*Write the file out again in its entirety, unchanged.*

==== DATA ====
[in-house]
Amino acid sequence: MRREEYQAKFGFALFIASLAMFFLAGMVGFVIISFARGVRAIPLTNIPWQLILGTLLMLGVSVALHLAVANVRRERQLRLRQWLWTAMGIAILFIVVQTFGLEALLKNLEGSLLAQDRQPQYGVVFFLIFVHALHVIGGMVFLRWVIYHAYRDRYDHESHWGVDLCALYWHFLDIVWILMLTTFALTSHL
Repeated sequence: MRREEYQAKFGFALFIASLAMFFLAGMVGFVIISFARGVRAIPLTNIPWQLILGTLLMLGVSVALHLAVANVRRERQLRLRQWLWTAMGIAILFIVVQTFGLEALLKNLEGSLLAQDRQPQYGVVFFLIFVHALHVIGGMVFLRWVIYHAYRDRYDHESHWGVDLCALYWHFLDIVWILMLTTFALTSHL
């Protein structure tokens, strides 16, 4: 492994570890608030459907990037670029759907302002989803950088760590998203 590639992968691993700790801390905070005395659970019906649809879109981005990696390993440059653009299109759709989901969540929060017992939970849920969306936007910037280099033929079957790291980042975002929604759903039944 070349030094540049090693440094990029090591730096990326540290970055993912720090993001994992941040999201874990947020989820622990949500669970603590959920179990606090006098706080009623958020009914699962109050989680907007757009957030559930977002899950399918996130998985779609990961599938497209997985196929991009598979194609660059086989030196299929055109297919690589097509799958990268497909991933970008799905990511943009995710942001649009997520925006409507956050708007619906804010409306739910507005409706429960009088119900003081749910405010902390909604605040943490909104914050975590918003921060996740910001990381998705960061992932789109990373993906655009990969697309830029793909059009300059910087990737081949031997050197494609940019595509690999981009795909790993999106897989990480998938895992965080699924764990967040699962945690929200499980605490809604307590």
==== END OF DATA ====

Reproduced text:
[in-house]
Amino acid sequence: MRREEYQAKFGFALFIASLAMFFLAGMVGFVIISFARGVRAIPLTNIPWQLILGTLLMLGVSVALHLAVANVRRERQLRLRQWLWTAMGIAILFIVVQTFGLEALLKNLEGSLLAQDRQPQYGVVFFLIFVHALHVIGGMVFLRWVIYHAYRDRYDHESHWGVDLCALYWHFLDIVWILMLTTFALTSHL
Repeated sequence: MRREEYQAKFGFALFIASLAMFFLAGMVGFVIISFARGVRAIPLTNIPWQLILGTLLMLGVSVALHLAVANVRRERQLRLRQWLWTAMGIAILFIVVQTFGLEALLKNLEGSLLAQDRQPQYGVVFFLIFVHALHVIGGMVFLRWVIYHAYRDRYDHESHWGVDLCALYWHFLDIVWILMLTTFALTSHL
């Protein structure tokens, strides 16, 4: 492994570890608030459907990037670029759907302002989803950088760590998203 590639992968691993700790801390905070005395659970019906649809879109981005990696390993440059653009299109759709989901969540929060017992939970849920969306936007910037280099033929079957790291980042975002929604759903039944 070349030094540049090693440094990029090591730096990326540290970055993912720090993001994992941040999201874990947020989820622990949500669970603590959920179990606090006098706080009623958020009914699962109050989680907007757009957030559930977002899950399918996130998985779609990961599938497209997985196929991009598979194609660059086989030196299929055109297919690589097509799958990268497909991933970008799905990511943009995710942001649009997520925006409507956050708007619906804010409306739910507005409706429960009088119900003081749910405010902390909604605040943490909104914050975590918003921060996740910001990381998705960061992932789109990373993906655009990969697309830029793909059009300059910087990737081949031997050197494609940019595509690999981009795909790993999106897989990480998938895992965080699924764990967040699962945690929200499980605490809604307590």